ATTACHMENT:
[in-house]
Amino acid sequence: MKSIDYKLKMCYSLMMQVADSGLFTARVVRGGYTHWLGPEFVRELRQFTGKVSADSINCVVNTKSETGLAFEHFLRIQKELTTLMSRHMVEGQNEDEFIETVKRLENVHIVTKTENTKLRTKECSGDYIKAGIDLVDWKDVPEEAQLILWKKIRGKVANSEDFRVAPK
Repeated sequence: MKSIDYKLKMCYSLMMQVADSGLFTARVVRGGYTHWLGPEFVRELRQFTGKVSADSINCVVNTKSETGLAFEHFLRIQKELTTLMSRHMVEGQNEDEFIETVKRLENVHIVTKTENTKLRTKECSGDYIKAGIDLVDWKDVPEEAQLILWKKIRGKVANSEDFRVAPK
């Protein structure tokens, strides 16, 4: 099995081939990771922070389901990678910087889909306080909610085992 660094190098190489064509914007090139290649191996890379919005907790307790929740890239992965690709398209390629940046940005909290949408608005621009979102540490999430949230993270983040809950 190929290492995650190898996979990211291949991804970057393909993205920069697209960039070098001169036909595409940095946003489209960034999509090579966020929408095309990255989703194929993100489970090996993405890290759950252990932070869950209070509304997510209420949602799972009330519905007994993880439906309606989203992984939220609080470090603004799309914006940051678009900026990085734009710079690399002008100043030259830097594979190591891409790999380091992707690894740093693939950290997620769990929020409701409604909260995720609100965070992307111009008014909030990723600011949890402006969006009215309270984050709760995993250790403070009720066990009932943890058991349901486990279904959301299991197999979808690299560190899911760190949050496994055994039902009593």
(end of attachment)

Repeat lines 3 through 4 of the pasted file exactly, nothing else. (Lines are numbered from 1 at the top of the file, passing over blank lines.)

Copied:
Repeated sequence: MKSIDYKLKMCYSLMMQVADSGLFTARVVRGGYTHWLGPEFVRELRQFTGKVSADSINCVVNTKSETGLAFEHFLRIQKELTTLMSRHMVEGQNEDEFIETVKRLENVHIVTKTENTKLRTKECSGDYIKAGIDLVDWKDVPEEAQLILWKKIRGKVANSEDFRVAPK
């Protein structure tokens, strides 16, 4: 099995081939990771922070389901990678910087889909306080909610085992 660094190098190489064509914007090139290649191996890379919005907790307790929740890239992965690709398209390629940046940005909290949408608005621009979102540490999430949230993270983040809950 190929290492995650190898996979990211291949991804970057393909993205920069697209960039070098001169036909595409940095946003489209960034999509090579966020929408095309990255989703194929993100489970090996993405890290759950252990932070869950209070509304997510209420949602799972009330519905007994993880439906309606989203992984939220609080470090603004799309914006940051678009900026990085734009710079690399002008100043030259830097594979190591891409790999380091992707690894740093693939950290997620769990929020409701409604909260995720609100965070992307111009008014909030990723600011949890402006969006009215309270984050709760995993250790403070009720066990009932943890058991349901486990279904959301299991197999979808690299560190899911760190949050496994055994039902009593």